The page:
Monday, 22 December 2003
Pix Of The Day: Chilling Vacation Destination
CREDIT: © Sue & Tony Wright/Wright-Photo.com
WHERE: My Lai hamlet, Vietnam. WHAT: site of 16 March 1968 war time atrocity.
MAP: Vietnam. Thumbnail clicks pop-up source pages with larger images.
Sue & Tony Wright author the Wright-Photo.com web site to document their wide ranging travels. Site visitors may usually select from links on maps of the countries visited: we wish more sites offered such intuitive navigation.
Trips to Greece & Turkey, and Myanmar (Burma) sit comfortably alongside a page about Seaham, on the County Durham coast of England. There are sailing pictures taken on the Wright's 32ft sloop 'Meriah' from Toronto to Newfoundland, and north up the Labrador coast as far as Cape Chidley, and a passage from Sydney, Nova Scotia, to Greenland. Far eastern Asia is represented by Bali, China, Thailand, and Vietnam.
We decided to visit the Vietnam section of the web site. What we had in mind were hauntingly beautiful coastal landscapes, and the life and people of an exotic foreign country very different from places that are familiar to us. Those things are there, and very enjoyable. However, Sue & Tony also visited Cu Chi, where, as an artifact of 'The American War' of the 1960s and early 1970s, there are 200kms of tunnels that are said to have stretched to Saigon, and into some American bases.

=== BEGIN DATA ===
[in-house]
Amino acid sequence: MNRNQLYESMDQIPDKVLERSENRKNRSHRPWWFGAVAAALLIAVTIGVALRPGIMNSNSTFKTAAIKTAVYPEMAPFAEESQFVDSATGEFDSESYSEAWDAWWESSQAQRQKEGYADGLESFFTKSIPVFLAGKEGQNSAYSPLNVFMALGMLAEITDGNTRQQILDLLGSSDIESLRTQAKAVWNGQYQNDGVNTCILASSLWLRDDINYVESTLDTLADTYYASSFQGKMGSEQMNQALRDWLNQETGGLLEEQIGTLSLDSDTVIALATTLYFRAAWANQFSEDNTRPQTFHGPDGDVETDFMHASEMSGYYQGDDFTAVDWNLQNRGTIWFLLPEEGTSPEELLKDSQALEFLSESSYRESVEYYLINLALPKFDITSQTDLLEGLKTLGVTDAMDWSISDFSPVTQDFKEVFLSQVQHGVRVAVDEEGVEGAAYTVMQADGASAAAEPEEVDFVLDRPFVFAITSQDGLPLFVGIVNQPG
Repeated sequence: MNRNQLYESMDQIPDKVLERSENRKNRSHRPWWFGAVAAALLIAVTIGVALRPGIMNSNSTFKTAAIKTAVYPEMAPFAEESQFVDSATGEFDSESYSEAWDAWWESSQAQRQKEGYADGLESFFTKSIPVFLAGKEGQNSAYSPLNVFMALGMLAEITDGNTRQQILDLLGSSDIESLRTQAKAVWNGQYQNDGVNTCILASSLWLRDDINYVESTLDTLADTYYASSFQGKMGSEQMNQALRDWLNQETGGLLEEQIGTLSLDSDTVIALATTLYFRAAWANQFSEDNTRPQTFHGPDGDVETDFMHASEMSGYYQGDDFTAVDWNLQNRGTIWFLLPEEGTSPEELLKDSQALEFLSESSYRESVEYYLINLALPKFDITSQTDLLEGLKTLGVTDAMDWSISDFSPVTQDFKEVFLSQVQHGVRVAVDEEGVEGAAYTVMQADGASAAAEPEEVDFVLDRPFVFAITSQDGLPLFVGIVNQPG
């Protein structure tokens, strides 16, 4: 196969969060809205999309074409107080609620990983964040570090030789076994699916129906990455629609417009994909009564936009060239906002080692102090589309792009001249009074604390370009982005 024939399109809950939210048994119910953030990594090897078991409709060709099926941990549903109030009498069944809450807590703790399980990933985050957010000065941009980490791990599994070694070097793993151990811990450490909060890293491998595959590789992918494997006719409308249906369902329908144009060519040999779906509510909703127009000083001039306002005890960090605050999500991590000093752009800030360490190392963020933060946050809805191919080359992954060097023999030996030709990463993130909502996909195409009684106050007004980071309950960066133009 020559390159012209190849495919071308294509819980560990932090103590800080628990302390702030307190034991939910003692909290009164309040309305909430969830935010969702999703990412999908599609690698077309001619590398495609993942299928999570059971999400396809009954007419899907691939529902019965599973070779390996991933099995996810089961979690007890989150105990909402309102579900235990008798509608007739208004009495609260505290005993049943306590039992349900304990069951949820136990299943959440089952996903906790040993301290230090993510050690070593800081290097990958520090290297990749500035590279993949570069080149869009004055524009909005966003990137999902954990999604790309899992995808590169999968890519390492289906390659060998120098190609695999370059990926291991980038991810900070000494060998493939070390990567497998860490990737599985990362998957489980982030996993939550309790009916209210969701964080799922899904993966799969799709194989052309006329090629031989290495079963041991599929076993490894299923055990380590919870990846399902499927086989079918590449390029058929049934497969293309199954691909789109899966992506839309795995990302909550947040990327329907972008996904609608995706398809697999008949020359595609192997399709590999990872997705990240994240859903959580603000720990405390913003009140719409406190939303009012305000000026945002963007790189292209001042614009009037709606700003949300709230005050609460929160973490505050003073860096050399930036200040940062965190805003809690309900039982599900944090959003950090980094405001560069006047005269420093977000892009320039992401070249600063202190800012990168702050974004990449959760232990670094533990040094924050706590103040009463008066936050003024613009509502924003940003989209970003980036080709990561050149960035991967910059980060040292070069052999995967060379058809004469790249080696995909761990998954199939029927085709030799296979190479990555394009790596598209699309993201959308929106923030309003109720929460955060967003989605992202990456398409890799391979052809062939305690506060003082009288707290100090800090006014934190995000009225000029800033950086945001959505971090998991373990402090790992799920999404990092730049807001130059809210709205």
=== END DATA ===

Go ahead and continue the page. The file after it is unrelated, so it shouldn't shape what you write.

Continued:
It was the map link to a place named My Lai that caught our eye, and sent a chill through us. Anyone who was around to listen to news broadcasts in 1970 will probably remember the name of an otherwise unremarkable hamlet in the Son My village. The two year lag, between the date of the atrocity and the trials and media attention, was almost as shameful as the original incident.
Douglas Linder has written an account for those unfamiliar with the history, or those in need of a reminder. Our own memories were proven unreliable in places when we read the timeline of the post WWII history of the conflicts in Indochina. Our featured travellers visited in 1994, and at the start of the second millennium Wade Hatler toured Vietnam, frequently on a recumbent bicycle, producing an interesting journal and photo gallery. Wade's pictures of the My Lai sculptures, and journal entries when visiting such places as a latterday civilian American, give an interesting perspective. There are many sides to any story: soon, we hope to bring you another.
We cannot think of any of our features that contains such a contrast: the two pictures on the left, showing a peaceful and traditional rural way of life; the two pictures on the right, representing the darkest and most violent side of human behavior.
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Jules Laforgue (1860-1887)
"Ah! que la vie est quotidienne."
Oh, what a day-to-day business life is.
'Complainte sur certains ennuis' (1885)